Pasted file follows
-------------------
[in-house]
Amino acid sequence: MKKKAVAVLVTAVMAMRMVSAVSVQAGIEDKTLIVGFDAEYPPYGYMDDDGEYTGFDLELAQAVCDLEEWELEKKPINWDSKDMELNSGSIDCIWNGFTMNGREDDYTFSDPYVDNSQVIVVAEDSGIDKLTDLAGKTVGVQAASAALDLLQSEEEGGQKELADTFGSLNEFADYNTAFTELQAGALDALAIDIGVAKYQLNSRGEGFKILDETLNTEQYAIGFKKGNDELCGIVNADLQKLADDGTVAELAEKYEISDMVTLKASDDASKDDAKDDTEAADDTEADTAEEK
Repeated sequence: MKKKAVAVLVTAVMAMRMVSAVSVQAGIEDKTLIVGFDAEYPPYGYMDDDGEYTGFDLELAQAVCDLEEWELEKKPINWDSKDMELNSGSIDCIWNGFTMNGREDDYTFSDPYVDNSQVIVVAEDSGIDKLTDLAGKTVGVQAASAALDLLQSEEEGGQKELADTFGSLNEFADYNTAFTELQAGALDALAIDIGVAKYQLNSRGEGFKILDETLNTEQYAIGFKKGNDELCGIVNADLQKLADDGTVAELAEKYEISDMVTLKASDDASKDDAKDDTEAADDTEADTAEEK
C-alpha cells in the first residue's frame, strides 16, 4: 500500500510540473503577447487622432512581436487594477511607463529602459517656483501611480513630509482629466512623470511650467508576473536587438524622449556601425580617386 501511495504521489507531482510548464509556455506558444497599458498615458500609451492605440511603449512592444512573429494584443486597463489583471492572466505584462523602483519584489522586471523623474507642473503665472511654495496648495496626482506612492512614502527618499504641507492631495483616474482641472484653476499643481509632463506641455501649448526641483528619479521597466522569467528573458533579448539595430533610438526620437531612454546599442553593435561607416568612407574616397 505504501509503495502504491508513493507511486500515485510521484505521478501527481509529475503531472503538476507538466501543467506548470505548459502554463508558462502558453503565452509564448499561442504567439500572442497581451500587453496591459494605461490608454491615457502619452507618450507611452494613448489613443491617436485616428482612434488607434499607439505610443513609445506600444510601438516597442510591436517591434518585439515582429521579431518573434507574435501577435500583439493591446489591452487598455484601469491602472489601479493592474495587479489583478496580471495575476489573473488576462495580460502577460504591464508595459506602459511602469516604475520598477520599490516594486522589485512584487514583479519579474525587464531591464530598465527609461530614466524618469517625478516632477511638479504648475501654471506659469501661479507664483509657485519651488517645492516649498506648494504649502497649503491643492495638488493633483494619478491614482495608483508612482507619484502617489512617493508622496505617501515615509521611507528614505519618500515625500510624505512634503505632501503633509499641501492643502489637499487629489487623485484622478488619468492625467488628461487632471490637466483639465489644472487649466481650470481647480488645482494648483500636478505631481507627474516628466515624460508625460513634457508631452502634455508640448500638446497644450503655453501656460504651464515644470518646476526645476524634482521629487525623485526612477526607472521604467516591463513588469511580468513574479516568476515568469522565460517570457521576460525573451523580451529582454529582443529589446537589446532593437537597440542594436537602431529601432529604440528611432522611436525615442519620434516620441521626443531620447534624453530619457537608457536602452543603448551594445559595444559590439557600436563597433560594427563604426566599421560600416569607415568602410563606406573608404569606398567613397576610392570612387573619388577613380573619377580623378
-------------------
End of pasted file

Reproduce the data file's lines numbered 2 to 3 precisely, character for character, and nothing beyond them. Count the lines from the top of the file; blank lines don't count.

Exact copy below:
Amino acid sequence: MKKKAVAVLVTAVMAMRMVSAVSVQAGIEDKTLIVGFDAEYPPYGYMDDDGEYTGFDLELAQAVCDLEEWELEKKPINWDSKDMELNSGSIDCIWNGFTMNGREDDYTFSDPYVDNSQVIVVAEDSGIDKLTDLAGKTVGVQAASAALDLLQSEEEGGQKELADTFGSLNEFADYNTAFTELQAGALDALAIDIGVAKYQLNSRGEGFKILDETLNTEQYAIGFKKGNDELCGIVNADLQKLADDGTVAELAEKYEISDMVTLKASDDASKDDAKDDTEAADDTEADTAEEK
Repeated sequence: MKKKAVAVLVTAVMAMRMVSAVSVQAGIEDKTLIVGFDAEYPPYGYMDDDGEYTGFDLELAQAVCDLEEWELEKKPINWDSKDMELNSGSIDCIWNGFTMNGREDDYTFSDPYVDNSQVIVVAEDSGIDKLTDLAGKTVGVQAASAALDLLQSEEEGGQKELADTFGSLNEFADYNTAFTELQAGALDALAIDIGVAKYQLNSRGEGFKILDETLNTEQYAIGFKKGNDELCGIVNADLQKLADDGTVAELAEKYEISDMVTLKASDDASKDDAKDDTEAADDTEADTAEEK